I couldn't find a Little Miss Grumble
So let's pretent I'm Mr. Grumble.
Hypos, short for hypoglycaemia, happen when your blood sugar levels drop below a certain number and your body and brain have difficulty functioning because of the lack of fuel (sugar). My symptoms usually start with a racing heart and the “shakes”. They are the bane of live for people with type 1 diabetes.

I have 18 years of experience in hypos and I have found that the ones that happen shortly after a meal, where I have overestimated how much insulin to take, are the most difficult ones to deal with. These are the ones that force you to stop in your tracks.

I had one of these hypos the other day. I was going about my afternoon chores; folding laundry. I know very mundane. I felt it coming on so I got up and had a little something. I went back to my laundry because it’s not very taxing physically and usually I can continue whatever I’m doing with my hypos. But on this occasion, there was no sign of my symptoms going away, so I decided to test and see what exactly I was dealing with. My blood sugar level was 3.1mmols; this was after a double treatment and my symptoms were getting worse; the sweating kicked in. When the sweats kicks in its time to stop what you’re doing and tackle.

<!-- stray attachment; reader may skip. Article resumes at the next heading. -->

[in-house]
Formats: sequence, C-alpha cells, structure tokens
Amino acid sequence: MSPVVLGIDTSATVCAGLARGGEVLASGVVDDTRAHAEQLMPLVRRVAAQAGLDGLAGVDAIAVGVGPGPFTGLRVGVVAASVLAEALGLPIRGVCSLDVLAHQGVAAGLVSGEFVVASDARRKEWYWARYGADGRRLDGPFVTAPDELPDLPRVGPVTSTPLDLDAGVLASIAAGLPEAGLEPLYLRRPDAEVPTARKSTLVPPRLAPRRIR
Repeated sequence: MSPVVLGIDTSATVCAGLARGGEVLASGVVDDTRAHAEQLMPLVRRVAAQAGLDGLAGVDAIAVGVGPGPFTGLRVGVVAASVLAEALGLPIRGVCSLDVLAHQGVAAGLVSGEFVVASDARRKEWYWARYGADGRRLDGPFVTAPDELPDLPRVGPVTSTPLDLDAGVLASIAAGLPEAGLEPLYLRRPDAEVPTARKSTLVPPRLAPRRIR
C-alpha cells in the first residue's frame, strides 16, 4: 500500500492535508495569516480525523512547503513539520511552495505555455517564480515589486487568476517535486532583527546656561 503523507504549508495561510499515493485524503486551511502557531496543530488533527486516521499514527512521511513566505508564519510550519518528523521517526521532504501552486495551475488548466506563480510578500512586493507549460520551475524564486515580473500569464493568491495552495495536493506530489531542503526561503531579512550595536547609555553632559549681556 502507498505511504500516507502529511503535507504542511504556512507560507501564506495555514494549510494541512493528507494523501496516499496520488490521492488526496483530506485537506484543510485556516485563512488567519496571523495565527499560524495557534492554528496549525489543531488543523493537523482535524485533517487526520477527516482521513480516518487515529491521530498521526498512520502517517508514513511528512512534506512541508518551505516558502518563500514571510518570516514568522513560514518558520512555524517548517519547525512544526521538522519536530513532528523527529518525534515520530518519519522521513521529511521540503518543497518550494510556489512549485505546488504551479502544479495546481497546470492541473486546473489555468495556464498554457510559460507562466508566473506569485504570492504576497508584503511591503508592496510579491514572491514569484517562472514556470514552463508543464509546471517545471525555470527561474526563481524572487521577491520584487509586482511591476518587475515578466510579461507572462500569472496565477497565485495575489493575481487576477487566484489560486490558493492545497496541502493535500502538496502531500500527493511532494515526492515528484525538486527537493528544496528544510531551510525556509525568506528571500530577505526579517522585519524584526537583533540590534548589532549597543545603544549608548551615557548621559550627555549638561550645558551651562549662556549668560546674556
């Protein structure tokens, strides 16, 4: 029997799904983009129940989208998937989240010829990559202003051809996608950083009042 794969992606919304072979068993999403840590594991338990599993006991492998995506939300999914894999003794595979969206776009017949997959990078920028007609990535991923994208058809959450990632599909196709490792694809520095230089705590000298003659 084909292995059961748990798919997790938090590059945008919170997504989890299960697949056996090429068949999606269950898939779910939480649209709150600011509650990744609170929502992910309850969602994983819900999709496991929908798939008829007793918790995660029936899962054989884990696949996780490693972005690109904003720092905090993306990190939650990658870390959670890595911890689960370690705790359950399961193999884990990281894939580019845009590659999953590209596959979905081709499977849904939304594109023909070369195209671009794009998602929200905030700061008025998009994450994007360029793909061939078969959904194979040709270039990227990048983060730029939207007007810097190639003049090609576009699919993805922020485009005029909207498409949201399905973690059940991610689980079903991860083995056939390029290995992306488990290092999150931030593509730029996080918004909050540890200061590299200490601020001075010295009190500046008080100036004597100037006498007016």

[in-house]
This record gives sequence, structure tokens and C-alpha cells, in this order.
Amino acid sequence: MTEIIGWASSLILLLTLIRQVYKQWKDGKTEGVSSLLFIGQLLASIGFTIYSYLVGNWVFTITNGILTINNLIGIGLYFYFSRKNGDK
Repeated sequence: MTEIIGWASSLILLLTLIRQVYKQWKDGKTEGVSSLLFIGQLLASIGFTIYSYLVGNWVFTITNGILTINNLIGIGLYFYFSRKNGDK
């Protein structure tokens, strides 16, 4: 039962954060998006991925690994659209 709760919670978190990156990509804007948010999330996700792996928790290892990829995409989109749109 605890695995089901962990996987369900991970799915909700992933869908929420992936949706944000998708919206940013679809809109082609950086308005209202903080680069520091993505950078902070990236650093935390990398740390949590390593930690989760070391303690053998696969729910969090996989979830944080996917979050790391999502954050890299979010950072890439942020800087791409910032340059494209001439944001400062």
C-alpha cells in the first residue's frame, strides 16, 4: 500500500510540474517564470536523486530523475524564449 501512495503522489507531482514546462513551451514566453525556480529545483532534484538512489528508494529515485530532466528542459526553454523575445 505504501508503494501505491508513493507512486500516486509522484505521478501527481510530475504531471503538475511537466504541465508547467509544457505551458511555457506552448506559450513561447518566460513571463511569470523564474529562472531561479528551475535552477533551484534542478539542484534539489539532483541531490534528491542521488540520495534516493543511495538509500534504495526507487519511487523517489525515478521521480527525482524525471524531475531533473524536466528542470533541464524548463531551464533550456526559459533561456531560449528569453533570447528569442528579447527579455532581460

I had injected insulin with my lunch less than two hours before, so the insulin was just peaking.

So I sat in the big comfy armchair surrounded by laundry with a cup of coffee and a little something-something (not the correct treatment for a hypo but did the job just the same;-) but thinking how much nicer this treat….ment would be if I could have finished the laundry first.